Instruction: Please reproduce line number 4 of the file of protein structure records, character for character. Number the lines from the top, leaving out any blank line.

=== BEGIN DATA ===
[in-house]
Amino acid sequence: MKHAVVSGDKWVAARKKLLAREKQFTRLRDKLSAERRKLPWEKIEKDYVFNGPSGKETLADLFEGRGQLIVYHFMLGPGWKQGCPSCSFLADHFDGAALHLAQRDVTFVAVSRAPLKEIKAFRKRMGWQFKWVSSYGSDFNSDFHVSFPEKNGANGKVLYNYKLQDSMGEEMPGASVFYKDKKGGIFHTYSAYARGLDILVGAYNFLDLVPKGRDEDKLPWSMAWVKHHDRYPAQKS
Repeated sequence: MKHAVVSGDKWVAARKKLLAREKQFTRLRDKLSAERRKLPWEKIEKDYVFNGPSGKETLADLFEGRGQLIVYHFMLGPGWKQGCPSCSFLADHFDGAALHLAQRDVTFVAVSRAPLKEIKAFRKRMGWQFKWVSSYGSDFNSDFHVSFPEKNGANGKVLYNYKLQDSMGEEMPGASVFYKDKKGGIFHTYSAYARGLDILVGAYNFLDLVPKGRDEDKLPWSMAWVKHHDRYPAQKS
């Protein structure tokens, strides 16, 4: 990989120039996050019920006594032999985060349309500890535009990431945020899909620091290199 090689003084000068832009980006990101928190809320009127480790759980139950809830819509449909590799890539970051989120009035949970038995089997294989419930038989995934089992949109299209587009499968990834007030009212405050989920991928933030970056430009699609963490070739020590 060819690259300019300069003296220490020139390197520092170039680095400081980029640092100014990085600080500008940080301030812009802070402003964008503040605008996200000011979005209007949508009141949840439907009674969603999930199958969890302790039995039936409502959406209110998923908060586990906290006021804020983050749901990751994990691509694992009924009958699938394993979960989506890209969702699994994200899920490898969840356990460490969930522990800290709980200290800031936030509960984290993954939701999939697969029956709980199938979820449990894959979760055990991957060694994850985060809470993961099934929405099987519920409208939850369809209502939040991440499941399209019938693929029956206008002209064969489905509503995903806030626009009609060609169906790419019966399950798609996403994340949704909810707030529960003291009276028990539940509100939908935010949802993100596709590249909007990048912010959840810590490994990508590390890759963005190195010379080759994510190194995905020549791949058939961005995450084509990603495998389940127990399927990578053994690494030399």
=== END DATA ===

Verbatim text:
């Protein structure tokens, strides 16, 4: 990989120039996050019920006594032999985060349309500890535009990431945020899909620091290199 090689003084000068832009980006990101928190809320009127480790759980139950809830819509449909590799890539970051989120009035949970038995089997294989419930038989995934089992949109299209587009499968990834007030009212405050989920991928933030970056430009699609963490070739020590 060819690259300019300069003296220490020139390197520092170039680095400081980029640092100014990085600080500008940080301030812009802070402003964008503040605008996200000011979005209007949508009141949840439907009674969603999930199958969890302790039995039936409502959406209110998923908060586990906290006021804020983050749901990751994990691509694992009924009958699938394993979960989506890209969702699994994200899920490898969840356990460490969930522990800290709980200290800031936030509960984290993954939701999939697969029956709980199938979820449990894959979760055990991957060694994850985060809470993961099934929405099987519920409208939850369809209502939040991440499941399209019938693929029956206008002209064969489905509503995903806030626009009609060609169906790419019966399950798609996403994340949704909810707030529960003291009276028990539940509100939908935010949802993100596709590249909007990048912010959840810590490994990508590390890759963005190195010379080759994510190194995905020549791949058939961005995450084509990603495998389940127990399927990578053994690494030399």